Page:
Come in! There are a few adventures I’ve written about, but most of the content offers classes in photography and mentoring for photographers, including photo theory, which, although a vital part in our profession, is largely an overlooked subject in all published media that profits from and feeds our gadget minded mindset today.
This is the true story about a straight photograph that took place in a Tango World. I was on a photo safari in South America. This was ten years ago. One of my stops was in Buenos Ares, Argentina. When walking this city it’s not difficult to find the tango performed at street corner cafes, since it is the birthplace of this dance circa 1890.
I was strolling along. It was a beautiful day. In the distance there was this activity. What initially caught my eye to come in to take this photograph (below) was the contrasting highlights and shadows, the attractive young couple dancing this tango, and the bright colors behind them. I quickly moved closer and the following scene unfolded… (Follow along to the end to explore the integration of a photo.)
1] The Tango has meanings relating to “the touch” or “embrace”. It is a sensual romantic dance perfect for lovers.
2] Color is the single most emotional ingredient in the visual process and the colors behind the dancing couple lean towards the warmth and love represented by reds.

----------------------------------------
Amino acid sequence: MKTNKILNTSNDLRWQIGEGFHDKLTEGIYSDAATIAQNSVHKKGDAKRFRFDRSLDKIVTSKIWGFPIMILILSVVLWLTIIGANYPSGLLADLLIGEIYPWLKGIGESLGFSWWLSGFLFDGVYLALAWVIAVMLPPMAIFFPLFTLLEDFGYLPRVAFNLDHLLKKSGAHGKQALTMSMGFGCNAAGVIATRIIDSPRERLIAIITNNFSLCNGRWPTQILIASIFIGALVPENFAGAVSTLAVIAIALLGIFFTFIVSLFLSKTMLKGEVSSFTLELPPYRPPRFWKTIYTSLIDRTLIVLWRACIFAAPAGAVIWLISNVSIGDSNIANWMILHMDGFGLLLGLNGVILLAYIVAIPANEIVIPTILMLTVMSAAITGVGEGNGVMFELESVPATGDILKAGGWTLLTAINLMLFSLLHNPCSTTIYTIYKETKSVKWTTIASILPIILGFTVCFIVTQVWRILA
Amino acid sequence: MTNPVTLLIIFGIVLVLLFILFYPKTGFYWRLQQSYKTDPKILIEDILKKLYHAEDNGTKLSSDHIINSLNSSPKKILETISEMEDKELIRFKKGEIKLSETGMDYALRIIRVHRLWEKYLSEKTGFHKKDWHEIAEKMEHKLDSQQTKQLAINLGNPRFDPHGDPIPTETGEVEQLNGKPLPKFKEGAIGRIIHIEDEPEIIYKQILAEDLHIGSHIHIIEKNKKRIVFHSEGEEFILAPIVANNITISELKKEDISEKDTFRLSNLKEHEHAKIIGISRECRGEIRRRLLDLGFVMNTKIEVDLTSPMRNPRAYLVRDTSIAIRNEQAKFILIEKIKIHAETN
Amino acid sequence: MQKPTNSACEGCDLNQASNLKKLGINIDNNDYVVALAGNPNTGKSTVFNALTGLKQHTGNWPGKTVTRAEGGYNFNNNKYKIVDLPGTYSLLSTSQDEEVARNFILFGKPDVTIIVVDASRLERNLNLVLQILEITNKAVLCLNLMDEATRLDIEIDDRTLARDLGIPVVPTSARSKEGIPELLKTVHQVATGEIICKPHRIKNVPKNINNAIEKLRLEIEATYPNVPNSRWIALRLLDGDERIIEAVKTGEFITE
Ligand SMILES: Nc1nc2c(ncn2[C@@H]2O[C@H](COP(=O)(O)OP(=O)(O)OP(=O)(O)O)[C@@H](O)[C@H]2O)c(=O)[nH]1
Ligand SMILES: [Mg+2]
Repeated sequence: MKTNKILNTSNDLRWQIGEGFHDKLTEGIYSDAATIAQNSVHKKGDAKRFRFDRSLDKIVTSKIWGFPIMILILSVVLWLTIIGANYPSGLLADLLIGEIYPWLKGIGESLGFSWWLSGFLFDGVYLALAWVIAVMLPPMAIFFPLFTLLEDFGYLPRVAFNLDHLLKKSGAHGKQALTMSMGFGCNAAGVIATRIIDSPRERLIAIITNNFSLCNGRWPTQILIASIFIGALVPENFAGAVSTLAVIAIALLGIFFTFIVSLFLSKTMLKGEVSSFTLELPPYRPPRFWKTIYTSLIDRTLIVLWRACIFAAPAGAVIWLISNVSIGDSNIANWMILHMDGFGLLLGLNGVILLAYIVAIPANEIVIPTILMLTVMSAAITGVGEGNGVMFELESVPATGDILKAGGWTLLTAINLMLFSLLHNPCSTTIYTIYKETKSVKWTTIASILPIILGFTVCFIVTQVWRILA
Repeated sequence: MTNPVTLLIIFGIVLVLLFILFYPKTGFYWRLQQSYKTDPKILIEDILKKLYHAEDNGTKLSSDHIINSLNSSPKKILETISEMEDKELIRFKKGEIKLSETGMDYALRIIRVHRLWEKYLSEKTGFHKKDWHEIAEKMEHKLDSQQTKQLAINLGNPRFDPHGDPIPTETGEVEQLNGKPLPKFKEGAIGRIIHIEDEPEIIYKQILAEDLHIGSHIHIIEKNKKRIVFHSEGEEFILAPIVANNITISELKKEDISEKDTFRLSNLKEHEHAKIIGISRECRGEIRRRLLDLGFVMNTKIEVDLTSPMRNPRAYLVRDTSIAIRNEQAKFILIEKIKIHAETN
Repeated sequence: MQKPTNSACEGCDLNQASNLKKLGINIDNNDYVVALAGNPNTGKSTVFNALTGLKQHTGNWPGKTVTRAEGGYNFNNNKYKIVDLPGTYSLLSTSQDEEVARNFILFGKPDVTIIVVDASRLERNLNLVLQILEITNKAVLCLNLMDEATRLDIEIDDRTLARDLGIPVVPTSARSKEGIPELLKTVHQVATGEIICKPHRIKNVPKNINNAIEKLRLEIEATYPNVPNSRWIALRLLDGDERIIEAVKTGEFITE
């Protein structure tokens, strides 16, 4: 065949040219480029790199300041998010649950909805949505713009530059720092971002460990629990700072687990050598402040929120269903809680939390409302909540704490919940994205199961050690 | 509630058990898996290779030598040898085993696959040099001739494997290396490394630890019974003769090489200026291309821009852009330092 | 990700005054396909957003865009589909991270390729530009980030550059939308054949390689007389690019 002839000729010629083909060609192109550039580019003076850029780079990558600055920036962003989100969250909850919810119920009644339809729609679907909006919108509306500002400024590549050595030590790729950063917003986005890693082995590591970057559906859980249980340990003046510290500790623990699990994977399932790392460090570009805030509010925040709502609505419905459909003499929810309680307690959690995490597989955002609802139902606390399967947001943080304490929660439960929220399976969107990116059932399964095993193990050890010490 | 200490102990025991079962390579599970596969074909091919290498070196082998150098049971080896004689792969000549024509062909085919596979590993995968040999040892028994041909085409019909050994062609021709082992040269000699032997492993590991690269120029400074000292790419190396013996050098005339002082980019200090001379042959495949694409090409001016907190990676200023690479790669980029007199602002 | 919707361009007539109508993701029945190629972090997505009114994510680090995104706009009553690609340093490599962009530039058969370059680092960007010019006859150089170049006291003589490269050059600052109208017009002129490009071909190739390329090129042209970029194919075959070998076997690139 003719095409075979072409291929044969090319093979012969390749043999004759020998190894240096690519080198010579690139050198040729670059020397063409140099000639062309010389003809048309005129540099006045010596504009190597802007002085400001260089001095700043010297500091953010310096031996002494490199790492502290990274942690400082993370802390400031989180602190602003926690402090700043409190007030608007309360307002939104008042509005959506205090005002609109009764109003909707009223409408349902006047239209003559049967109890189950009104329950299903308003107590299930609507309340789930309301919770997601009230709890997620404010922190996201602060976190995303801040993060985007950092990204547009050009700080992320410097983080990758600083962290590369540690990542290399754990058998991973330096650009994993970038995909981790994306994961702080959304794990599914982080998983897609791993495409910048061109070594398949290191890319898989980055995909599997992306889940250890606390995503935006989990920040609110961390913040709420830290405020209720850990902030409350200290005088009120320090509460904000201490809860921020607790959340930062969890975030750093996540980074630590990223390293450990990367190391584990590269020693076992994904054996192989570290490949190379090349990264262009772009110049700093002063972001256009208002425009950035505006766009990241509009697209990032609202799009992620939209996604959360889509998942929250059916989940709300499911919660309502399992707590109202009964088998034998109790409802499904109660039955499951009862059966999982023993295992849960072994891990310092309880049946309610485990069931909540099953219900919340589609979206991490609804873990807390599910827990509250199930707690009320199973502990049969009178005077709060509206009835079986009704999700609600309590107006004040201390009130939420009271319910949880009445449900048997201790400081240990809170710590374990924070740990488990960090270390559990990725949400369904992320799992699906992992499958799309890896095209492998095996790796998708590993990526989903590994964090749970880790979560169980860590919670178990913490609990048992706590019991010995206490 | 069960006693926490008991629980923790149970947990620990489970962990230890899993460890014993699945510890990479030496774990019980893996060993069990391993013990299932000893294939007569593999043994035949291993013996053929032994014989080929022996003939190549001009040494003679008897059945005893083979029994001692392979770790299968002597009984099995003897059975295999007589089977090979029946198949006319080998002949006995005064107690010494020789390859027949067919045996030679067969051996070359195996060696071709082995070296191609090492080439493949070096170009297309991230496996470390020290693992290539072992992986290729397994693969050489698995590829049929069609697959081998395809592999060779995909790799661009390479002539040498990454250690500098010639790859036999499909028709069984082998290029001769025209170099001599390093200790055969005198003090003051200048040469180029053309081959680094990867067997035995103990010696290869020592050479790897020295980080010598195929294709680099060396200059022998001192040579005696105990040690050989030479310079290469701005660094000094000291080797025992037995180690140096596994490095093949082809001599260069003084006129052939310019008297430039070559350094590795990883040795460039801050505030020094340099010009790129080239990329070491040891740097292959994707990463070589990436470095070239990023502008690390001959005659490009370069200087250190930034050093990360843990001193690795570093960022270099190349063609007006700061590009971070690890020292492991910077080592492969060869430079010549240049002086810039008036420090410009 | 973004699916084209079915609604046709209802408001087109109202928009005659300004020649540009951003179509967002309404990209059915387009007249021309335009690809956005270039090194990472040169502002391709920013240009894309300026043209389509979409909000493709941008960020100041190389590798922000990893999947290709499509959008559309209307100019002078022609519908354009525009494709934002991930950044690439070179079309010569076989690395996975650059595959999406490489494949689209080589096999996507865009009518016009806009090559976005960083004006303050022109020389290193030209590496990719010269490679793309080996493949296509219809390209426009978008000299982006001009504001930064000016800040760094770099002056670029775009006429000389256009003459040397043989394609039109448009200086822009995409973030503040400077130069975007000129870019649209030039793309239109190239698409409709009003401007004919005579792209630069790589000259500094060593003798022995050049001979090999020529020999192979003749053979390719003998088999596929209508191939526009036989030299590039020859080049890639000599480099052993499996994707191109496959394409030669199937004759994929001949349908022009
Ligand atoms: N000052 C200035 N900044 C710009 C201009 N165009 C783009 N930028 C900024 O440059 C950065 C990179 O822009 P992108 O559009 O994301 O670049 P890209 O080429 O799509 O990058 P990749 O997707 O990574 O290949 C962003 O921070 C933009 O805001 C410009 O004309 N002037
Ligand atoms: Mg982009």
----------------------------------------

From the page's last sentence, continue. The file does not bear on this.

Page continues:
3] The man is sitting next to a woman he appears to have a relationship with. Yet his attention, the curl of his mouth and gaze, although obscured by glasses, seems somewhat lustful in expressiveness in the direction of the dancers.
4] The woman he’s with appears distressed and almost on the verge of tears, which seems to indicate a feeling of emotional betrayal.
5] A study in visual literacy teaches us that smooth, round, circular lines and patterns represent serenity, peace, and love.
In this photograph the shadows are sharp crisscross angular patterns associated with stress, edginess, and turbulence.
6] This fellow appears to be the local gent having his espresso along with a smoke. His appearance in years and demeanor indicate he has seen it all.
7] This lady inside in the shadows is watching. Is it the dancers or is she staring at you. It’s not easy to see her, but she has strong features similar to the type of woman painted by Picasso.
8] In whatever variation you may see it the tango is a passionate dance….
No matter how you count out the beats, 3+3+2, 2/4, 4/8, or 4/4
It’s 1, 2, 3, 4, 5, 6, 7, 8 get you to TANGO